By David Jubb
I think it’s good to question whether critics are covering the right shows: by geography, by venue or by artist. But is this just scratching the surface? This blog by Lyn Gardner is in a Culture section of the Guardian’s website, under a sub-heading Stage, under another sub-heading Theatre. I’m not having a go at the Guardian’s navigation system, just highlighting how entrenched our definitions can be…editors appoint critics in to art-form silos and commission them to write reviews within these silos. Venues and funders often operate using the same silos. Do artists?
One of the consequences of classifying culture is that it is increasingly treated like a product. The show. The exhibition. The film. Each badged with a bunch of stars and a specialist, critical value judgement. A vast underbelly of other cultural activity remains largely invisible to the wider public. Have you seen a review of Contact Theatre’s Future Fires? Or the Lowry’s Young Carer’s Project? Or the Southbank Centre’s In Harmony? These long-term cultural programmes occasionally receive attention as cultural news items. But they don’t get reviewed – they don’t receive the day-to-day coverage of shows, exhibitions and films.
Why do we only review Art with a capital A? It’s probably not just because editors and critics don’t know how to go about reviewing other kinds of cultural experience…it’s probably also because other kind of cultural experience do not want to be submitted to critical review…?
But maybe this is something we need to work out…maybe it’s really important that our review pages reflect the breadth and depth of our culture. There has been lots of debate in recent years about how members of the public might become greater advocates for arts and culture, I have sat in many What Next? conversations exploring this topic. If there was day-to-day coverage of grassroots cultural projects (not just coverage of Art) then I think there would be wider public appreciation about the value of culture and creativity in our communities.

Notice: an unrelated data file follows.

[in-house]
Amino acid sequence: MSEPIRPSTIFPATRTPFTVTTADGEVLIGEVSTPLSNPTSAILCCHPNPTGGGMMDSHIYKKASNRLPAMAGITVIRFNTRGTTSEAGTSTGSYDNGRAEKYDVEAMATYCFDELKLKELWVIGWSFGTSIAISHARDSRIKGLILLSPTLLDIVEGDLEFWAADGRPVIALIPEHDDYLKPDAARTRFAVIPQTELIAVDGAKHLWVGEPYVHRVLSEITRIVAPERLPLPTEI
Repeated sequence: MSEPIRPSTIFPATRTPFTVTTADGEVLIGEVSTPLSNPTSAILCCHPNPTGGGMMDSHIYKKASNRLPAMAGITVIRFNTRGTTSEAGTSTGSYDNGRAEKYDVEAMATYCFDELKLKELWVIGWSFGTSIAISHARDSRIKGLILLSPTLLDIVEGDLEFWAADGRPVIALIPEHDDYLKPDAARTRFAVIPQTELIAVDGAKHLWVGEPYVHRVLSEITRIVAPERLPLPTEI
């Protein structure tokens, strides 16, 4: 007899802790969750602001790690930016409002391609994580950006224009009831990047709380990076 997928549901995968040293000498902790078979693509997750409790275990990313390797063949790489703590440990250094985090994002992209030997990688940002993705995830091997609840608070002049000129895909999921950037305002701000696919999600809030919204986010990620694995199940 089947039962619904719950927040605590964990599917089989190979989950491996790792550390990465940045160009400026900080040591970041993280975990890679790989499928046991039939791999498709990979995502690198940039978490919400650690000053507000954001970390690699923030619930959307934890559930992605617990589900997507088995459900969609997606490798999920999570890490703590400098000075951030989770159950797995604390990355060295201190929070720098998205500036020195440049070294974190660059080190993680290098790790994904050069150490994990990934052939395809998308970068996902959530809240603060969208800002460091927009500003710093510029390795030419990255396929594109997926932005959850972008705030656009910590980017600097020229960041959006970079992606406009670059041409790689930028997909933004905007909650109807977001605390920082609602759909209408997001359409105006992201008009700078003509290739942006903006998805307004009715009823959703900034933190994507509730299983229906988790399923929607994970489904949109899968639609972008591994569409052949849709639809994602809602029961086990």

As Alarming infers, we should be careful what we wish for…perhaps it’s a blessing in disguise that some of the most interesting cross-discipline practice and cultural engagement projects are left to grow without being badged or judged. But then again, isn’t the current system reinforcing power at the centre?…in London, in anything that commands a large audience, in sometimes proprietorial art-form experts. I think the dominant orthodoxy of reviews, in current form, only helps to reinforce existing hierarchies across the Arts. It is great to see the beginnings of other forms of critical dialogue emerging…I hope that rather than see these as a threat, editors and critics see them as a much needed attempt to reinvent a rather tired form. What if editors, critics and publications took a risk and sought to find new ways and means to explore the breadth and depth of our creativity and culture? What could that look like?
Looking at the streamlining of most publications, we seem to be going in exactly the opposite direction!…but maybe there are changes coming round the corner that is bubbling away somewhere right now.
Lyn Gardner’s original blog: http://www.theguardian.com/stage/theatreblog/2014/apr/17/reviewing-theatre-critics-shows-lyn-gardner?commentpage=1